Prosper v. USA
ORDER: The Petition Pursuant to 28 U.S.C. § 2255 to Vacate, Set Aside, or Correct Sentence by a Person in Federal Custody (ECF No. 1 ) is hereby DENIED for the reasons set forth in the attached ruling. The court will not issue a certificate of appealability because the petitioner has not made a substantial showing of the denial of a constitutional right. The Clerk shall close this case. Signed by Judge Alvin W. Thompson on 4/27/2021. (Mata, E.)
UNITED STATES DISTRICT COURT
DISTRICT OF CONNECTICUT
Civ. No. 3:18-cv-00090-AWT
UNITED STATES OF AMERICA,
RULING ON MOTION PURSUANT TO 28 U.S.C. ' 2255
Petitioner Alejandro Prosper, proceeding pro se, filed a
petition pursuant to 28 U.S.C. ' 2255 to vacate, set aside or
correct his sentence.
As to one aspect of the petitioner=s
claims, the court concluded that a hearing was appropriate and
appointed counsel to represent the petitioner for purposes of
For the reasons set forth below, the petitioner=s
contentions are without merit and his motion is being denied.
I. FACTUAL AND PROCEDURAL BACKGROUND
On October 18, 2016, Prosper pleaded guilty to the
conspiracy charged in Count One of the Second Superseding
Indictment. The parties agreed in the plea agreement that the
total offense level was 21, based on a stipulated quantity of
not less than 2,000 oxycodone 30 mg tablets, and that the
defendant was in Criminal History Category IV.
This resulted in
an advisory Guidelines range for imprisonment of 57 to 71
At the plea hearing, Magistrate Judge Merriam asked the
defendant if he was satisfied with his attorney and, based on
the defendant’s response, the court gave him an opportunity to
speak to the court outside of the presence of government
counsel. Prosper then stated that while he was satisfied with
his counsel’s explanation of the plea agreement, he thought he
could have gotten a better deal with respect to the quantity of
narcotics involved had he been represented by a different
attorney. See 3:15-cr-00168-AWT-11 Plea Transcript (ECF No. 725)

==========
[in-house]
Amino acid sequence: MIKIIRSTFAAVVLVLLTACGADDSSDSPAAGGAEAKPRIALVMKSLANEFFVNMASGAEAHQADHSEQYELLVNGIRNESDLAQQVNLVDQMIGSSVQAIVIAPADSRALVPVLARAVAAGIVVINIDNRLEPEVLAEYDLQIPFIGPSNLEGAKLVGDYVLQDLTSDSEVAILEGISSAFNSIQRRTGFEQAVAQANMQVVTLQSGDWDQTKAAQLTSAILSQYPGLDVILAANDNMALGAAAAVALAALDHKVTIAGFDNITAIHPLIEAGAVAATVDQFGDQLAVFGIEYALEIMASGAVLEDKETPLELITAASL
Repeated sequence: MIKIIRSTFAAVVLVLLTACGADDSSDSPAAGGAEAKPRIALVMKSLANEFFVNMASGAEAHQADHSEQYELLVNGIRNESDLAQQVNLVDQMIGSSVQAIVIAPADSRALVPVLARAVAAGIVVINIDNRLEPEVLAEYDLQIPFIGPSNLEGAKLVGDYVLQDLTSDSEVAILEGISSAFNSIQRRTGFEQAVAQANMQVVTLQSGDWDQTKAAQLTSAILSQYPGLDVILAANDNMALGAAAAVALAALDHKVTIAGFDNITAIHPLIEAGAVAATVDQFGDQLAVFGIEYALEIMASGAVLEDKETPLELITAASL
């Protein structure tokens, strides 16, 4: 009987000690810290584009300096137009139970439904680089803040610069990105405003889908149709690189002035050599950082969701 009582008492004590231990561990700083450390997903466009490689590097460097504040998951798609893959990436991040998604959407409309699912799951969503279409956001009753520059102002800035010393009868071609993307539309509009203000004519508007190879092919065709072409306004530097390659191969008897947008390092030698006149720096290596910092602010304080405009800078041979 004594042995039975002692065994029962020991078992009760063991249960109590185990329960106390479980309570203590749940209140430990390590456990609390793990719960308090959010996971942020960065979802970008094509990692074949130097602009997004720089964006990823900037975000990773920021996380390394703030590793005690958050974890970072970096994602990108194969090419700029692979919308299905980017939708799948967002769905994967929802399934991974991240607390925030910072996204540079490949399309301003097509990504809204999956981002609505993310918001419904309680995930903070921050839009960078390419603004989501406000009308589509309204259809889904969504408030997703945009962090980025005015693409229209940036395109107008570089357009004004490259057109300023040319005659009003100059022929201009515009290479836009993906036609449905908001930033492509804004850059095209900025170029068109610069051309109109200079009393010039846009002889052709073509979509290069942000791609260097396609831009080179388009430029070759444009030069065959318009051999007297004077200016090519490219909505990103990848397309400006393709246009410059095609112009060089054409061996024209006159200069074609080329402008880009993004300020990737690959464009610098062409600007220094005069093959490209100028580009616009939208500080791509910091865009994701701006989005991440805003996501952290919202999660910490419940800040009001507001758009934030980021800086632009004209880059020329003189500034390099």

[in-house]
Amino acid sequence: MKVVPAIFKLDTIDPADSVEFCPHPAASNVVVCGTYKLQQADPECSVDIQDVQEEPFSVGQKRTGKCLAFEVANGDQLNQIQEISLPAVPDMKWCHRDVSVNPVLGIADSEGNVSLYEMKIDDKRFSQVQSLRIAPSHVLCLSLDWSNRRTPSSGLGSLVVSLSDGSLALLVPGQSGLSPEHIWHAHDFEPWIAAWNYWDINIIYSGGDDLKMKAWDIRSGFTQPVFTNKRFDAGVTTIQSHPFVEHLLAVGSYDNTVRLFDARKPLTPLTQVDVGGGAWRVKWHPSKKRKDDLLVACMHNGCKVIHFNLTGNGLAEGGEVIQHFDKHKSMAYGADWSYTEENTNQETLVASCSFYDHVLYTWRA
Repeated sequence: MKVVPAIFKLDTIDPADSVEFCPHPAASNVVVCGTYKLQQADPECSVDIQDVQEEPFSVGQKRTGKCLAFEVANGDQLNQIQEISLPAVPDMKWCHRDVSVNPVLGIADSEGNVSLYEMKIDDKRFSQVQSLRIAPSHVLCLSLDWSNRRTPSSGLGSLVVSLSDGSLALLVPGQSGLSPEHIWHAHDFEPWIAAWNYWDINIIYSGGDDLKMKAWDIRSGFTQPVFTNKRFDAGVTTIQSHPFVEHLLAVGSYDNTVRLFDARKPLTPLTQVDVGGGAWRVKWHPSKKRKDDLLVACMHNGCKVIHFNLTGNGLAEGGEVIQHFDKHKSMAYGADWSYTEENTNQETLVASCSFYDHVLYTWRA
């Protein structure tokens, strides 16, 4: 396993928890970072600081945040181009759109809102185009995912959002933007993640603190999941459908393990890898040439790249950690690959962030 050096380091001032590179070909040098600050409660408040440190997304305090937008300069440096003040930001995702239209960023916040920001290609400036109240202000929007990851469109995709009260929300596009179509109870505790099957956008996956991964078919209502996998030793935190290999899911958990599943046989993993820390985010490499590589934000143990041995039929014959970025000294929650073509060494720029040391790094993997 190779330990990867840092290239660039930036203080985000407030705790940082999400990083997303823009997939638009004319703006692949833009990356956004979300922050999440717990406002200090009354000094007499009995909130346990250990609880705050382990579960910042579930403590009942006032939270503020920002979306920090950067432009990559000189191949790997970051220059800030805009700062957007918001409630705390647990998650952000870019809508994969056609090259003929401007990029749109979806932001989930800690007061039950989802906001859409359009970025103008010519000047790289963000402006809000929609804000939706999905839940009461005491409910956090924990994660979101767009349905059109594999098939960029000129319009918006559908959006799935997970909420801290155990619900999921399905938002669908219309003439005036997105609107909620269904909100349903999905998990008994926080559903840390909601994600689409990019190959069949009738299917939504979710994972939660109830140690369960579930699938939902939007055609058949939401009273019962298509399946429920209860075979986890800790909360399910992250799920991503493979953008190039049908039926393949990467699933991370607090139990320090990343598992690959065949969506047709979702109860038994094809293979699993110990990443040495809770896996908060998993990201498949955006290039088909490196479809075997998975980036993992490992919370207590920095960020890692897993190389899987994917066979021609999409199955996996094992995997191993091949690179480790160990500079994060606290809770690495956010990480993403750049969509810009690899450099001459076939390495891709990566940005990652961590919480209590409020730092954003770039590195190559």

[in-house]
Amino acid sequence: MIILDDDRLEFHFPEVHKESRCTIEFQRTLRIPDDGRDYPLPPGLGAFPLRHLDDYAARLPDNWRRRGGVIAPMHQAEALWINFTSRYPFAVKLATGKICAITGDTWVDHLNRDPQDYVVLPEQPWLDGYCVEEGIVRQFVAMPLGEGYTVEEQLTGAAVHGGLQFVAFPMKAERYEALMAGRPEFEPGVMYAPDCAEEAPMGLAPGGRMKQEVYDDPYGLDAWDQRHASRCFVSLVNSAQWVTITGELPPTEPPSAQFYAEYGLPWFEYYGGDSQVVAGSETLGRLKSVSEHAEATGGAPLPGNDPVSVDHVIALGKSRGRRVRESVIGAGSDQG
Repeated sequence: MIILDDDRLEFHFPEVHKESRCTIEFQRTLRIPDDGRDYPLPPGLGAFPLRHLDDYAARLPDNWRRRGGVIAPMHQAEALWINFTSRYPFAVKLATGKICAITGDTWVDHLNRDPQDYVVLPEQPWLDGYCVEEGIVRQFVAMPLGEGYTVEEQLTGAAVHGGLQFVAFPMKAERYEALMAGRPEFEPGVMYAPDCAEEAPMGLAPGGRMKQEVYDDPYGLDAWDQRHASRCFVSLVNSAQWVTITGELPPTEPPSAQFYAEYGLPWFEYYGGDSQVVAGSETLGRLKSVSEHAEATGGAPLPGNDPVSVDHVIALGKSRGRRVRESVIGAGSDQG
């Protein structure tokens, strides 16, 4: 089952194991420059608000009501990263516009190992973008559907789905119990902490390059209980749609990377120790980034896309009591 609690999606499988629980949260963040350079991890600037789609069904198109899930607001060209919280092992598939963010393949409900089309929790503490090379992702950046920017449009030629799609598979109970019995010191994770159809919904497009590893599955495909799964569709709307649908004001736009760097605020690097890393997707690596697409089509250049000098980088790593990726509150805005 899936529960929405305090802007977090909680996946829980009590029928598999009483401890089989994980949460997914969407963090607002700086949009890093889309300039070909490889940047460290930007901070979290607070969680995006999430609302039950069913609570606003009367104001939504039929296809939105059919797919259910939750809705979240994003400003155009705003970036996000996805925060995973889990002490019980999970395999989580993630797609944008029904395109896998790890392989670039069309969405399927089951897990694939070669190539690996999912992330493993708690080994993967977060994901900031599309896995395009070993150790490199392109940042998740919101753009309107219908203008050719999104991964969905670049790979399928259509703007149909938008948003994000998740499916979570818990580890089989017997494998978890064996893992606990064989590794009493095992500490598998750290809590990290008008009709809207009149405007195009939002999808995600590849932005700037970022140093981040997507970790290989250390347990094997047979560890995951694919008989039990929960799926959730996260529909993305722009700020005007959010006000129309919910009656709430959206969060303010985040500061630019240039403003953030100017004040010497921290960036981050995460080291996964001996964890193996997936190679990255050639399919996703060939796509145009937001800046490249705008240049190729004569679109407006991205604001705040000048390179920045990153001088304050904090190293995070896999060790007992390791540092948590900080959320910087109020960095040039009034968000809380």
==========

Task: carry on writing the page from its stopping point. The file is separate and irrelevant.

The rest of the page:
at 14-17. Court was recessed so the defendant and his counsel
could speak privately. Once Prosper and his attorney finished
their conversation, Magistrate Judge Merriam asked Prosper if he
was comfortable with the plea agreement and his lawyer and he
replied as follows:
THE COURT: All right, and are you comfortable now
with the plea agreement? Or -THE DEFENDANT: Yeah, I understand it a little
THE COURT: Okay. Are you ready to go forward today?
THE DEFENDANT: Yes.
THE COURT: All right. So have you received enough
information from Mr. Brown?
THE DEFENDANT: Yes.
THE COURT: And are you satisfied with his advice?
THE DEFENDANT: Yes.
Id. at 17.
The plea agreement contained an appellate waiver.
defendant agreed not to appeal or collaterally attack the
sentence imposed by the court if the Asentence does not exceed 71
months, a three-year term of supervised release, a $100 special
assessment, and a fine of $1 million . . . .@
11 Plea Agreement (ECF No. 405) at 4. Government counsel talked
about the appellate waiver as part of a review of the terms of
the plea agreement. A bit later, Magistrate Judge Merriam
specifically directed the defendant=s attention to the part of
the plea agreement that set forth the appellate waiver. She had
the defendant sit down so he could read it better, stating, “And
Mr. Prosper, if you want to be seated, I want to make sure you
can really read that while we're talking about it.@
Transcript at 37. The judge then explained the appellate waiver
in detail to the defendant and asked him if he understood it.
Prosper responded in the affirmative. Magistrate Judge Merriam
made a finding and recommendation that the guilty plea should be
accepted, and it was accepted.
The Presentence Report concluded that the defendant was
actually in Criminal History Category V, as opposed to Criminal
History Category IV.
However, in light of the parties= plea
agreement, the court departed pursuant to United States v.
Fernandez, 877 F.3d 1138 (2d Cir. 1989) to the agreed upon
advisory Guideline range of 57 to 71 months. The court imposed a
sentence of 57 months of imprisonment, to be served concurrently
with the state sentence the defendant was serving and to be
followed by a four-year term of supervised release. Because the
appellate waiver only covered up to a three-year term of
supervised release, the court advised the defendant that he had
the right to appeal the imposition of a four-year term of
supervised release. The defendant replied in the affirmative to
the court=s inquiry as to whether he understood his right to
The petition sets forth a number of claims. In Claim One,
Prosper claims that his waiver of his right to appeal and
collaterally attack his sentence was entered into Awithout full
understanding of the rights he was relinquishing.@
No. ) at 6 of 9. Claim Two is a claim for ineffective
assistance of counsel, which has three parts: (1) the defendant=s
counsel failed to object to misstatements in the Presentence
Report; (2) the defendant’s counsel failed to argue for a
concurrent sentencing departure under ' 5G1.3 of the Sentencing
Guidelines; and (3) the defendant’s counsel failed to file a
direct appeal of the sentence when requested to do so. In Claim
Three, Prosper contends that he “was denied procedural due
process when the district court failed to apply the parsimony
principle.” Petition (ECF No. 1) at 7.
An evidentiary hearing was held with respect to the claim
that the defendant’s counsel failed to file a direct appeal of
the sentence when asked to do so.
II. LEGAL STANDARD
Federal prisoners can challenge a criminal sentence
pursuant to 28 U.S.C. § 2255 “only for a constitutional error, a